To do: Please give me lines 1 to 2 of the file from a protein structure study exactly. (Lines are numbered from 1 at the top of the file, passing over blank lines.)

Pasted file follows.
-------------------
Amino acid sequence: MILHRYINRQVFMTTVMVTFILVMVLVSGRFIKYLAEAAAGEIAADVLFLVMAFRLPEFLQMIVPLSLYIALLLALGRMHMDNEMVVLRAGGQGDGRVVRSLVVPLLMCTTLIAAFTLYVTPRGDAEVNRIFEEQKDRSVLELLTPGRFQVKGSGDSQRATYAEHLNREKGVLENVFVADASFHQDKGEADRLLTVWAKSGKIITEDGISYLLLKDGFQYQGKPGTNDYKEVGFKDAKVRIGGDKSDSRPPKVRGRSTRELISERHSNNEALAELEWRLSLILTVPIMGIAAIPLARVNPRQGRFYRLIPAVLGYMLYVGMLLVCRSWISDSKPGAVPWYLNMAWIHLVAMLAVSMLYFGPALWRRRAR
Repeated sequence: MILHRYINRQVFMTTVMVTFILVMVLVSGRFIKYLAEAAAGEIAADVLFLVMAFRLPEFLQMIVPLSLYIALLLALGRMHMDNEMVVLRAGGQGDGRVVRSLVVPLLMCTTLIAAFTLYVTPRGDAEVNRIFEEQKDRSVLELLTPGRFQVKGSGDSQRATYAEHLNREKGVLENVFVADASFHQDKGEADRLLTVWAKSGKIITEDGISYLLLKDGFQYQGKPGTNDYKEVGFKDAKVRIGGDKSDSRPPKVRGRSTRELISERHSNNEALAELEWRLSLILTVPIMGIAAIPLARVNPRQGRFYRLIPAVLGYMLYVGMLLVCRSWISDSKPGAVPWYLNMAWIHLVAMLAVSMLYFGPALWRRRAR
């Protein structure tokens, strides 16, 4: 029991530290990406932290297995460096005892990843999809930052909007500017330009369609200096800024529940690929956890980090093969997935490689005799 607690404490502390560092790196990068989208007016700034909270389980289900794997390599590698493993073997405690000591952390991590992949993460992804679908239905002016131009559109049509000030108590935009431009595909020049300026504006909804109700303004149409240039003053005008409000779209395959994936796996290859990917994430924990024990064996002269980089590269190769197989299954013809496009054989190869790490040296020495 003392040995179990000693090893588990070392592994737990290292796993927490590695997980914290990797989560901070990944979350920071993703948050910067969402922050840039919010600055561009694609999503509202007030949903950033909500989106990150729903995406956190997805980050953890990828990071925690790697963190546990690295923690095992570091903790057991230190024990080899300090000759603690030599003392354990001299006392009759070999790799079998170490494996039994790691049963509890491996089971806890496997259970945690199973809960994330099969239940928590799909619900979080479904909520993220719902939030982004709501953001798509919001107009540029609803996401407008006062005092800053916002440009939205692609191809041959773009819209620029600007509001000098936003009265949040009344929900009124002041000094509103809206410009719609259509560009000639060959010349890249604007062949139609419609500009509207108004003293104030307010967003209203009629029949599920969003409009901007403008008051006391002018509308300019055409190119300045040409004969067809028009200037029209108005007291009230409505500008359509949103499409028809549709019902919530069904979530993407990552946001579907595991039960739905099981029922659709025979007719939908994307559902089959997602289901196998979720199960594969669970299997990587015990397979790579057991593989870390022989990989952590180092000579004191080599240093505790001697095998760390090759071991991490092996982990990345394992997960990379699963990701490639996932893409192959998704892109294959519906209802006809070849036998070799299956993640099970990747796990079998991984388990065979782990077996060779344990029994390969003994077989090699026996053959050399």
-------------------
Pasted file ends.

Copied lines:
Amino acid sequence: MILHRYINRQVFMTTVMVTFILVMVLVSGRFIKYLAEAAAGEIAADVLFLVMAFRLPEFLQMIVPLSLYIALLLALGRMHMDNEMVVLRAGGQGDGRVVRSLVVPLLMCTTLIAAFTLYVTPRGDAEVNRIFEEQKDRSVLELLTPGRFQVKGSGDSQRATYAEHLNREKGVLENVFVADASFHQDKGEADRLLTVWAKSGKIITEDGISYLLLKDGFQYQGKPGTNDYKEVGFKDAKVRIGGDKSDSRPPKVRGRSTRELISERHSNNEALAELEWRLSLILTVPIMGIAAIPLARVNPRQGRFYRLIPAVLGYMLYVGMLLVCRSWISDSKPGAVPWYLNMAWIHLVAMLAVSMLYFGPALWRRRAR
Repeated sequence: MILHRYINRQVFMTTVMVTFILVMVLVSGRFIKYLAEAAAGEIAADVLFLVMAFRLPEFLQMIVPLSLYIALLLALGRMHMDNEMVVLRAGGQGDGRVVRSLVVPLLMCTTLIAAFTLYVTPRGDAEVNRIFEEQKDRSVLELLTPGRFQVKGSGDSQRATYAEHLNREKGVLENVFVADASFHQDKGEADRLLTVWAKSGKIITEDGISYLLLKDGFQYQGKPGTNDYKEVGFKDAKVRIGGDKSDSRPPKVRGRSTRELISERHSNNEALAELEWRLSLILTVPIMGIAAIPLARVNPRQGRFYRLIPAVLGYMLYVGMLLVCRSWISDSKPGAVPWYLNMAWIHLVAMLAVSMLYFGPALWRRRAR